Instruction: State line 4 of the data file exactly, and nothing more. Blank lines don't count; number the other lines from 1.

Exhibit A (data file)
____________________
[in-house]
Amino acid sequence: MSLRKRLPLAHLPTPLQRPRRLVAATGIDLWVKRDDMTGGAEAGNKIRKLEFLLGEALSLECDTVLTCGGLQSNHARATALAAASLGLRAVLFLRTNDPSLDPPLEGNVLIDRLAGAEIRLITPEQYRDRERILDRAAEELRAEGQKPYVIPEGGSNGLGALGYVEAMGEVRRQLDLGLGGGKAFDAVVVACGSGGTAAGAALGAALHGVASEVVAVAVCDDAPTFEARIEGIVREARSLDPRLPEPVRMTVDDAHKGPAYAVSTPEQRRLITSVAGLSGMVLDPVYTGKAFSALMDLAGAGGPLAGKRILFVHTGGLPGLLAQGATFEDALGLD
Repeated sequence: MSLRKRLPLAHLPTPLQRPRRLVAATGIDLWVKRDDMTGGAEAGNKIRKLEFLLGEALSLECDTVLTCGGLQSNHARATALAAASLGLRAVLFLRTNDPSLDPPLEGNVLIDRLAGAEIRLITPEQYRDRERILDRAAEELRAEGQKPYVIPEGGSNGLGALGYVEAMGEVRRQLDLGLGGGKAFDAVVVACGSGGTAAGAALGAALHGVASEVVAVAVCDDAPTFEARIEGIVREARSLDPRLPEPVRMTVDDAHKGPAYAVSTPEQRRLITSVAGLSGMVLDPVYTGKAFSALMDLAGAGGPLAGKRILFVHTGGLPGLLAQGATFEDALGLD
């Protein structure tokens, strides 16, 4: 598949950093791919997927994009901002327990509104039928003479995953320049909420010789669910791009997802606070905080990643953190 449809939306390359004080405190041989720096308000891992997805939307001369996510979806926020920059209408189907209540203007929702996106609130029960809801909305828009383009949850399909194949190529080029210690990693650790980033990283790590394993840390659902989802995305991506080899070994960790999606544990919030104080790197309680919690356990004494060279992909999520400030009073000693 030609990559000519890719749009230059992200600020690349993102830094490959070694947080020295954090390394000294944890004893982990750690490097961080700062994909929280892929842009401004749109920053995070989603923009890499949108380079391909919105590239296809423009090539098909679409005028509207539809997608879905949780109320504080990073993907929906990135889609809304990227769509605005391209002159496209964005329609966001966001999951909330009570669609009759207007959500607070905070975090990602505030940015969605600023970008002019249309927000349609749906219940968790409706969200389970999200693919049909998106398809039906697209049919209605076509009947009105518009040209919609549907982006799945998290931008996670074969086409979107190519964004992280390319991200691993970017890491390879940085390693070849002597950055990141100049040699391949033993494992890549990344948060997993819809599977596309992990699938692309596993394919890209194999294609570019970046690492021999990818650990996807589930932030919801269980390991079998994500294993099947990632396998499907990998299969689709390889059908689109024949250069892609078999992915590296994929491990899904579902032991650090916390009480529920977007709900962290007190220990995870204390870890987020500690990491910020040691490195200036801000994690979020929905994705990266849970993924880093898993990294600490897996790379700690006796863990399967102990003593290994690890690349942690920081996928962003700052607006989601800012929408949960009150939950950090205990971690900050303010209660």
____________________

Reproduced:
């Protein structure tokens, strides 16, 4: 598949950093791919997927994009901002327990509104039928003479995953320049909420010789669910791009997802606070905080990643953190 449809939306390359004080405190041989720096308000891992997805939307001369996510979806926020920059209408189907209540203007929702996106609130029960809801909305828009383009949850399909194949190529080029210690990693650790980033990283790590394993840390659902989802995305991506080899070994960790999606544990919030104080790197309680919690356990004494060279992909999520400030009073000693 030609990559000519890719749009230059992200600020690349993102830094490959070694947080020295954090390394000294944890004893982990750690490097961080700062994909929280892929842009401004749109920053995070989603923009890499949108380079391909919105590239296809423009090539098909679409005028509207539809997608879905949780109320504080990073993907929906990135889609809304990227769509605005391209002159496209964005329609966001966001999951909330009570669609009759207007959500607070905070975090990602505030940015969605600023970008002019249309927000349609749906219940968790409706969200389970999200693919049909998106398809039906697209049919209605076509009947009105518009040209919609549907982006799945998290931008996670074969086409979107190519964004992280390319991200691993970017890491390879940085390693070849002597950055990141100049040699391949033993494992890549990344948060997993819809599977596309992990699938692309596993394919890209194999294609570019970046690492021999990818650990996807589930932030919801269980390991079998994500294993099947990632396998499907990998299969689709390889059908689109024949250069892609078999992915590296994929491990899904579902032991650090916390009480529920977007709900962290007190220990995870204390870890987020500690990491910020040691490195200036801000994690979020929905994705990266849970993924880093898993990294600490897996790379700690006796863990399967102990003593290994690890690349942690920081996928962003700052607006989601800012929408949960009150939950950090205990971690900050303010209660």